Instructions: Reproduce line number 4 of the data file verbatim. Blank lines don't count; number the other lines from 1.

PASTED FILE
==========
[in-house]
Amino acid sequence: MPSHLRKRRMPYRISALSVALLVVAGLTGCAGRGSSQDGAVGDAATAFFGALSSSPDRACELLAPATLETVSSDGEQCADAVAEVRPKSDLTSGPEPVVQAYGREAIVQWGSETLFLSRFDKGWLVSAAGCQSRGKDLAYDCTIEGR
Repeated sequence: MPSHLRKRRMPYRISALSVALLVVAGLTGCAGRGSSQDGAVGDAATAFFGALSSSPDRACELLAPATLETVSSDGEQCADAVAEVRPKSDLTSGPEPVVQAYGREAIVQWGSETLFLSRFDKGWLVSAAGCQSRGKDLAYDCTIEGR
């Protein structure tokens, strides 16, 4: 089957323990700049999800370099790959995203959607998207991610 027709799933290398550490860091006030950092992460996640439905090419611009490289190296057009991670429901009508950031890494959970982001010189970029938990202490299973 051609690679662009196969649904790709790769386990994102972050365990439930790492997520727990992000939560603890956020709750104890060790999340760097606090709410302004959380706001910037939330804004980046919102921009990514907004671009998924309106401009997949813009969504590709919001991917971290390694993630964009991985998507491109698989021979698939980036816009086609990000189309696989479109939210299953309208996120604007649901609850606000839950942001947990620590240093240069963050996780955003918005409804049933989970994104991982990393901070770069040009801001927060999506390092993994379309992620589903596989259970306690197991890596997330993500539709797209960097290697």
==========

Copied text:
């Protein structure tokens, strides 16, 4: 089957323990700049999800370099790959995203959607998207991610 027709799933290398550490860091006030950092992460996640439905090419611009490289190296057009991670429901009508950031890494959970982001010189970029938990202490299973 051609690679662009196969649904790709790769386990994102972050365990439930790492997520727990992000939560603890956020709750104890060790999340760097606090709410302004959380706001910037939330804004980046919102921009990514907004671009998924309106401009997949813009969504590709919001991917971290390694993630964009991985998507491109698989021979698939980036816009086609990000189309696989479109939210299953309208996120604007649901609850606000839950942001947990620590240093240069963050996780955003918005409804049933989970994104991982990393901070770069040009801001927060999506390092993994379309992620589903596989259970306690197991890596997330993500539709797209960097290697």